[Patricia Tarre Moser is an Attorney at the Inter-American Court of Human Rights. The views expressed here are her own.]
The international law doctrine of sovereign immunity has proved to be a powerful obstacle to effective enforcement of international human rights. Domestic and international courts have begun to carve out some exceptions to sovereign immunity in individual cases, but as the ICJ made clear in the Ferrini case, sovereign immunity continues to protect states from civil proceedings -- even in cases where jus cogens violations take place. But what if a state, as a counter-measure, withheld sovereign immunity from another state that engages in a jus cogens violation? In a recent article I propose that, in certain circumstances, for example a civil case brought in a State A for torture violations in State B, State A's courts should be permitted to withhold sovereign immunity from State B as a form of countermeasure against State B.
The objective of the countermeasure must be to persuade the wrong-doing State to cease the violation and/or make reparations. The non-recognition of state immunity as a countermeasure could contribute towards this goal. Even if the hypothetical national court’s orders cannot be enforced against the wrong-doing State due to immunity from enforcement measures, the judgment itself serves as reparation to the victims.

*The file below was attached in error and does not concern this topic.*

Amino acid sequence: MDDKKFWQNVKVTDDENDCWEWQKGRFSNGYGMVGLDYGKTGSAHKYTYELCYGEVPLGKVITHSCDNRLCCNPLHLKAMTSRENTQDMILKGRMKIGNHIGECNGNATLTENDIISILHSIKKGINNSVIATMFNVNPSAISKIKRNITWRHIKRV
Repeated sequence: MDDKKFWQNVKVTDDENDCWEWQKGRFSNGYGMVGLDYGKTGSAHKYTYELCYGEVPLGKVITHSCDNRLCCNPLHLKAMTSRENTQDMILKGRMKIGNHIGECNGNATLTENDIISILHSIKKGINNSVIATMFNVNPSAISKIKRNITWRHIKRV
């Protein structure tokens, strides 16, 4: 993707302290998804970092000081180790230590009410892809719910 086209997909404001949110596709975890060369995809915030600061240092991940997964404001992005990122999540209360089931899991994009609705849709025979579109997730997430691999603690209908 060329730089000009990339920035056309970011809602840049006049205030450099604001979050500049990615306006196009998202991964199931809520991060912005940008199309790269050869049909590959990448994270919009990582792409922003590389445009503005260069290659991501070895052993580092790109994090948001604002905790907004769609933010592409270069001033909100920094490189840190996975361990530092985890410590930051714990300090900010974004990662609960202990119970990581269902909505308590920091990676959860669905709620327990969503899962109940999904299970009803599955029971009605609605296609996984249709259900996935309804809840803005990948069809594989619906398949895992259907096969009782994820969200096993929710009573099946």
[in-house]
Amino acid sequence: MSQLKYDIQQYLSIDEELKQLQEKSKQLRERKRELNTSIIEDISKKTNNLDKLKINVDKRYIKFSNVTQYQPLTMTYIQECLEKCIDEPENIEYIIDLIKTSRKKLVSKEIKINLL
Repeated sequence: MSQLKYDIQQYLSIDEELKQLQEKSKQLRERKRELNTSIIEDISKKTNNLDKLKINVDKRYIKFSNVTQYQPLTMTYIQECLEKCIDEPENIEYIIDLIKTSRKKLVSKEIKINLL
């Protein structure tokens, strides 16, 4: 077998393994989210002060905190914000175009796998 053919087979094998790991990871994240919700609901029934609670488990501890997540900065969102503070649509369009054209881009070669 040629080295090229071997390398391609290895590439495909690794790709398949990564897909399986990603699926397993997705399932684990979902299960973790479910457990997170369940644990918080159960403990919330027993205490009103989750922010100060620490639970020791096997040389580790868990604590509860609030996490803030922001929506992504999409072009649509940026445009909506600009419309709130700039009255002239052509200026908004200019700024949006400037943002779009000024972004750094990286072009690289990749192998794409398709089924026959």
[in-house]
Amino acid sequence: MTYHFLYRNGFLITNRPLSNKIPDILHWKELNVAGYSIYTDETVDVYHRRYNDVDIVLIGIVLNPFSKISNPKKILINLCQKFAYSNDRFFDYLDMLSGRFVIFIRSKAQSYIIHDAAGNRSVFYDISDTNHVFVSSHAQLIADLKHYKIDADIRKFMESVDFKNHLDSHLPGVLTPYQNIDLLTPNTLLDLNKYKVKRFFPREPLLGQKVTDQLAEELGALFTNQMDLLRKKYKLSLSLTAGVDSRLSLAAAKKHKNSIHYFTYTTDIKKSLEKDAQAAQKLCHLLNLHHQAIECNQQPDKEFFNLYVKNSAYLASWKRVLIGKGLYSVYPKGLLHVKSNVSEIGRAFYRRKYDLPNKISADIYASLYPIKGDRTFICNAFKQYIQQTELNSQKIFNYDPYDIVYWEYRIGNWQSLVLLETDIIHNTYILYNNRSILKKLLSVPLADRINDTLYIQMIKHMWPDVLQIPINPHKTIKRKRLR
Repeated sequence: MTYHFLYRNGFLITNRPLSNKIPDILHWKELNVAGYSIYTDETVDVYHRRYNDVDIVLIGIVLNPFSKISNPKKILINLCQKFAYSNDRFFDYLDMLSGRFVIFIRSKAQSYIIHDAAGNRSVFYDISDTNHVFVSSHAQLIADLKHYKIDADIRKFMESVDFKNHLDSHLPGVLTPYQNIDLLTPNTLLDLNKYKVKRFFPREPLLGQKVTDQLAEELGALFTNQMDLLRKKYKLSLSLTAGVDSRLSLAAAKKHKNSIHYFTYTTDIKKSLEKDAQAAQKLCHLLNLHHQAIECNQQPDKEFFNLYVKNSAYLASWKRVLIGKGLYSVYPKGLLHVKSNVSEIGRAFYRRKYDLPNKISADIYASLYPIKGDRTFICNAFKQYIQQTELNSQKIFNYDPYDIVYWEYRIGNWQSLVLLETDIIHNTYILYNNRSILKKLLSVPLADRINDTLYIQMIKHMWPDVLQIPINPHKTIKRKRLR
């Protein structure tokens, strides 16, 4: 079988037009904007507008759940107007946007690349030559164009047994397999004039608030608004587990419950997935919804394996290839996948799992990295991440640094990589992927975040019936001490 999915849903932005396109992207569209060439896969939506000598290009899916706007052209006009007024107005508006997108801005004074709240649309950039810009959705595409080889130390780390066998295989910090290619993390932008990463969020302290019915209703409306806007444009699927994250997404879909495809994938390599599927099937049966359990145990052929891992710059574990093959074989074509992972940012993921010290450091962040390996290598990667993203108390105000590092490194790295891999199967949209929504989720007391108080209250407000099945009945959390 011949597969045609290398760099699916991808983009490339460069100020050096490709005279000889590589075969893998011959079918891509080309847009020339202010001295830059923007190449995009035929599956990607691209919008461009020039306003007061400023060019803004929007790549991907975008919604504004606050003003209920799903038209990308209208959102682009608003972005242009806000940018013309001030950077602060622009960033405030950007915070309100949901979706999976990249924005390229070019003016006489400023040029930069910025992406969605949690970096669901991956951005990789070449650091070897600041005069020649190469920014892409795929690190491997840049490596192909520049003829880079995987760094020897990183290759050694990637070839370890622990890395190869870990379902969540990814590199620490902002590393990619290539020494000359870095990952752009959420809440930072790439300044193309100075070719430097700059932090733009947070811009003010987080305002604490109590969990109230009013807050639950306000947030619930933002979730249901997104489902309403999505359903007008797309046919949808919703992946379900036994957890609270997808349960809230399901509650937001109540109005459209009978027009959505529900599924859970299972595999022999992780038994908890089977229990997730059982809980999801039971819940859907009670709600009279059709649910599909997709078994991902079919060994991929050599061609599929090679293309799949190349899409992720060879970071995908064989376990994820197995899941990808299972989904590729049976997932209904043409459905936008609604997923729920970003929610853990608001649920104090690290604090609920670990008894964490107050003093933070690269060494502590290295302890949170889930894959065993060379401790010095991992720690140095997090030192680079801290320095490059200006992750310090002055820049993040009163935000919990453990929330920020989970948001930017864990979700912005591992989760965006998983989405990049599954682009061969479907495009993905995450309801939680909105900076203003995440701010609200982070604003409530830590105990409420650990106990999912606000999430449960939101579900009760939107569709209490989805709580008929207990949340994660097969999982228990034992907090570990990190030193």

Using torture as an example, my proposal works as follows: after the torture victim files a claim against the State B before a Court of State A, the latter has to undertake a prima facie analysis of whether the alleged victim was subjected to torture and whether the torture was attributable to State B. If so, State A’s Court has to determine whether the non-recognition of State B’s immunity would be proportionate to the injury and to the gravity of the violation that caused the injury. Additionally, while assessing the proportionality of the measure, the Court would need to take into account the rights of all parties involved: the victim, the State A and State B.